Earlier this year, Harvard Business School professor and business consultant Clayton Christensen passed away. Christensen was most notably credited for his theory of “disruptive innovation,” which has been called the most influential business idea of the early 21st century. Perhaps his greater impact was a less-publicized, more-personal relationship with his students, collaborators and peers.
His dear friend and colleague Michael B. Horn, co-founder and distinguished fellow of The Clayton Christensen Institute, eulogized Christensen in an article for the Harvard Business Review. Horn shares his intimate gratitude for how Christensen treated other people.
In reflecting on his life, I’ll remember that Clay was moved by kindness. He always put people first as he sought to support them, learn from them, and improve the world with them.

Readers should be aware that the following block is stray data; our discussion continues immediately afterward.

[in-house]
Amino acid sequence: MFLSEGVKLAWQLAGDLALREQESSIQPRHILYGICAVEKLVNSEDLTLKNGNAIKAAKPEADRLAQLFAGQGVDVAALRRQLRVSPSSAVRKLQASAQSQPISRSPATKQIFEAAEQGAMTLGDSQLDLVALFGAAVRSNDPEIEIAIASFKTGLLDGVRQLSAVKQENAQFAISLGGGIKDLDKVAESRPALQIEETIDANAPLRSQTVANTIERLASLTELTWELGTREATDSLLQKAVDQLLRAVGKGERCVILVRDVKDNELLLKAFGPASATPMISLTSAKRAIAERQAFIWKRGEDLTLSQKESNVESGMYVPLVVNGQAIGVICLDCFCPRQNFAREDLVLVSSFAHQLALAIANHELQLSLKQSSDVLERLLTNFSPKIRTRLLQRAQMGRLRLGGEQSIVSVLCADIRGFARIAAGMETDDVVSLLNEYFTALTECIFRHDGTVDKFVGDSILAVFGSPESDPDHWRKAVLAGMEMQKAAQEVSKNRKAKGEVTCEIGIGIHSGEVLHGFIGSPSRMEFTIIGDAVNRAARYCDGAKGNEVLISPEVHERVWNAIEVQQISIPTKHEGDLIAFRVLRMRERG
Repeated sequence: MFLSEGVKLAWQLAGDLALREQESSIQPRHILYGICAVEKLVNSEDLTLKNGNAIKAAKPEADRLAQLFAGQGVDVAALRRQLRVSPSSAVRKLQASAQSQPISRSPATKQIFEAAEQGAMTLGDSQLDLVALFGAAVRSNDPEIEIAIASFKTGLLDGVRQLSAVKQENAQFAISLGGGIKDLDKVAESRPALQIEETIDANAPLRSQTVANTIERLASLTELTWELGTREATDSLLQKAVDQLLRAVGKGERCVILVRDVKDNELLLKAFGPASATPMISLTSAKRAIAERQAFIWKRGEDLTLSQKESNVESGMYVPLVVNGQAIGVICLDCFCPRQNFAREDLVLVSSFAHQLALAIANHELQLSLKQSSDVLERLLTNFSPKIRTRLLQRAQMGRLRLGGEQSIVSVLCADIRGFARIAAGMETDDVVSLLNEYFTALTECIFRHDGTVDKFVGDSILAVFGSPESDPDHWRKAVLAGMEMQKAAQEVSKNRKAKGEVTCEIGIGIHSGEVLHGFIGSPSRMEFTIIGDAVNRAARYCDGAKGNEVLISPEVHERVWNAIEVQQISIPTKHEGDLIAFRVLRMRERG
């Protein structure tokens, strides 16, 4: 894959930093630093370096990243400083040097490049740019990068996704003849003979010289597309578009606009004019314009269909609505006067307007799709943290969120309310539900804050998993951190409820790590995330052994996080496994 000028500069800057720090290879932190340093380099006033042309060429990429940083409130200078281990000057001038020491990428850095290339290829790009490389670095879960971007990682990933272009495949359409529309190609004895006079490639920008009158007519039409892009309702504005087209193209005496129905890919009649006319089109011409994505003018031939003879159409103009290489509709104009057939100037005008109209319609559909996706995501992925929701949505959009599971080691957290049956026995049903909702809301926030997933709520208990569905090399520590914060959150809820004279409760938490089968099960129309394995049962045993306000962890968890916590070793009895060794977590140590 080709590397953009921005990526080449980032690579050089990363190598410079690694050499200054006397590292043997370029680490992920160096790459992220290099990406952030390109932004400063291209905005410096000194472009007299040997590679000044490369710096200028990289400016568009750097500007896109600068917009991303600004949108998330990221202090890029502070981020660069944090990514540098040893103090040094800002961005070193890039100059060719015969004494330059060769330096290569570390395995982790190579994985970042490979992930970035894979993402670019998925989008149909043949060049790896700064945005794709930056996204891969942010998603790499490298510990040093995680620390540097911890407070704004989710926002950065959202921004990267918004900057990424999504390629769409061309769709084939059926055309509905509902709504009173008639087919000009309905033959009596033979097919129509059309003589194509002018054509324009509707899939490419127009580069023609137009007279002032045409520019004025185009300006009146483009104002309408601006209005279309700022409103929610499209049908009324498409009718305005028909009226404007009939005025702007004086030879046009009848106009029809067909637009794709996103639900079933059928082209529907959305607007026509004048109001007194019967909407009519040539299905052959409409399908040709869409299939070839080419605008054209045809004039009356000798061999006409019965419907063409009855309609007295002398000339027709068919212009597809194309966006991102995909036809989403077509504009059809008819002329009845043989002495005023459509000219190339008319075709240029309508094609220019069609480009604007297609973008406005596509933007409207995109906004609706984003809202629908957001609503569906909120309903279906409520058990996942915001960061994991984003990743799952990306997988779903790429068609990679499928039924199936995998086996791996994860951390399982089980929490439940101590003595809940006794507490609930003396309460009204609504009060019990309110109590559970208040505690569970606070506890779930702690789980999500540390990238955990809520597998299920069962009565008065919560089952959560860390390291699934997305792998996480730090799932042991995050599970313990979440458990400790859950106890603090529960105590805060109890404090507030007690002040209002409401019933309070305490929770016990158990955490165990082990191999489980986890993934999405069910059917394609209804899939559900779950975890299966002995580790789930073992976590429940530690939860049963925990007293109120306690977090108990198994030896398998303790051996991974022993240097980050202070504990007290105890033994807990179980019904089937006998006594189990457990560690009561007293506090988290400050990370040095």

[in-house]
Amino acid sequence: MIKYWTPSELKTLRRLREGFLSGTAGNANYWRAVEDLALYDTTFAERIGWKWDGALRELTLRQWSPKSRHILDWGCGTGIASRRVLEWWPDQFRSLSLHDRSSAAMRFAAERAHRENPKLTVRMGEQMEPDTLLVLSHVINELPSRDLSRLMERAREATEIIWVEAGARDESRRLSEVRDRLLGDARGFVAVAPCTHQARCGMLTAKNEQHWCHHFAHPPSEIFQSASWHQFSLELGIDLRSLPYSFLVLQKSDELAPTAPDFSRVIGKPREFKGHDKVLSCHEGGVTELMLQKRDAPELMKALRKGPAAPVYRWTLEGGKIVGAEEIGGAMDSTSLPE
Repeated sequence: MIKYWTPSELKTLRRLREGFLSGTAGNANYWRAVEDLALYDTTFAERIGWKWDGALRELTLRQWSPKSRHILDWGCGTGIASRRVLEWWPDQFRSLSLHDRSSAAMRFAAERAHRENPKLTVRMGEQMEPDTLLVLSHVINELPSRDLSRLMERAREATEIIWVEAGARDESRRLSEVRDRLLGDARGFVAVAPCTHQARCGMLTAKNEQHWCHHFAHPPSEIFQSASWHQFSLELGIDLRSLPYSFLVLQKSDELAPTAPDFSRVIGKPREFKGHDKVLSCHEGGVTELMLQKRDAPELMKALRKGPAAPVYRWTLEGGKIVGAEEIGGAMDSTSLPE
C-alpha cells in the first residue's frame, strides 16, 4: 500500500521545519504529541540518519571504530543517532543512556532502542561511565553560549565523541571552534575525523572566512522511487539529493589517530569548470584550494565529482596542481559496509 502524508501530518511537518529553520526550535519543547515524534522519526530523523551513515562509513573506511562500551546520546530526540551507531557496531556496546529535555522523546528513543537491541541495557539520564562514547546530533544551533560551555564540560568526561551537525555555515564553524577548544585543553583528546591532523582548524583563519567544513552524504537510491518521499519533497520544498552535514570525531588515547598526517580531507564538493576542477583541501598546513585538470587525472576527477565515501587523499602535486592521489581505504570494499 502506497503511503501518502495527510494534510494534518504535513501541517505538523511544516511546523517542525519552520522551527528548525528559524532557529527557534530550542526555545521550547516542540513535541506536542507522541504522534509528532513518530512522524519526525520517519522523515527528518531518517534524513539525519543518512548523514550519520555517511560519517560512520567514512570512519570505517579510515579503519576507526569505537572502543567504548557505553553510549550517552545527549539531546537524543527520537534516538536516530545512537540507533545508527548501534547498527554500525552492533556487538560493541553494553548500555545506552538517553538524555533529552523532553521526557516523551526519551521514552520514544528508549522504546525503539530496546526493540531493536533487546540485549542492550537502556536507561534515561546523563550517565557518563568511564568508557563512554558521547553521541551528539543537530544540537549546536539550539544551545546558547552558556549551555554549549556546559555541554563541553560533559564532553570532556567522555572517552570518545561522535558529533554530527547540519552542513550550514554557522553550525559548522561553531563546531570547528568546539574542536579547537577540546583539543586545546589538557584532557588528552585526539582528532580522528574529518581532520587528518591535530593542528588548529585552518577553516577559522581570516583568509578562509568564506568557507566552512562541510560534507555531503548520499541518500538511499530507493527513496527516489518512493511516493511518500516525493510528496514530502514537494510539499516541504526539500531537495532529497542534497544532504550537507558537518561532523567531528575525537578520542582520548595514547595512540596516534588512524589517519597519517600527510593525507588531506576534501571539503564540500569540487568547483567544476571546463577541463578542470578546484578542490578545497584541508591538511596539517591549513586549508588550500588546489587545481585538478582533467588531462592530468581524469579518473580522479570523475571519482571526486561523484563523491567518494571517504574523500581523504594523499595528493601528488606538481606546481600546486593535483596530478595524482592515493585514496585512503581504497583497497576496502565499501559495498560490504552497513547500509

Christensen was known for his softer approach, a man whose speeches were powerful not because of a booming voice or excitable manner but rather for his calm, deliberate and profound choice of words and analogies that left the room captivated.
Horn describes Christensen’s humanity and compassion, and how his greatest pride was for the success and growth of the individuals he coached or mentored.
He viewed management as the noblest of professions — not because of managers’ ability to execute plans or make money, but because of their ability to impact the human lives of those they managed — and, by extension, their families and friends — for the better.
Christensen was humble, never assuming he had all the answers or solutions. Horn tells us he avoided conflict, preferring to keep quiet and ask questions rather than confront or criticize.
Christensen’s legacy is not just that of “disruptive innovation,” but also the qualities of leadership which he fostered and inspired in everyone he connected with.
The only metrics that will truly matter to my life are the individuals whom I have been able to help, one by one, to become better people. ~ Clayton Christensen, How Will You Measure Your Life?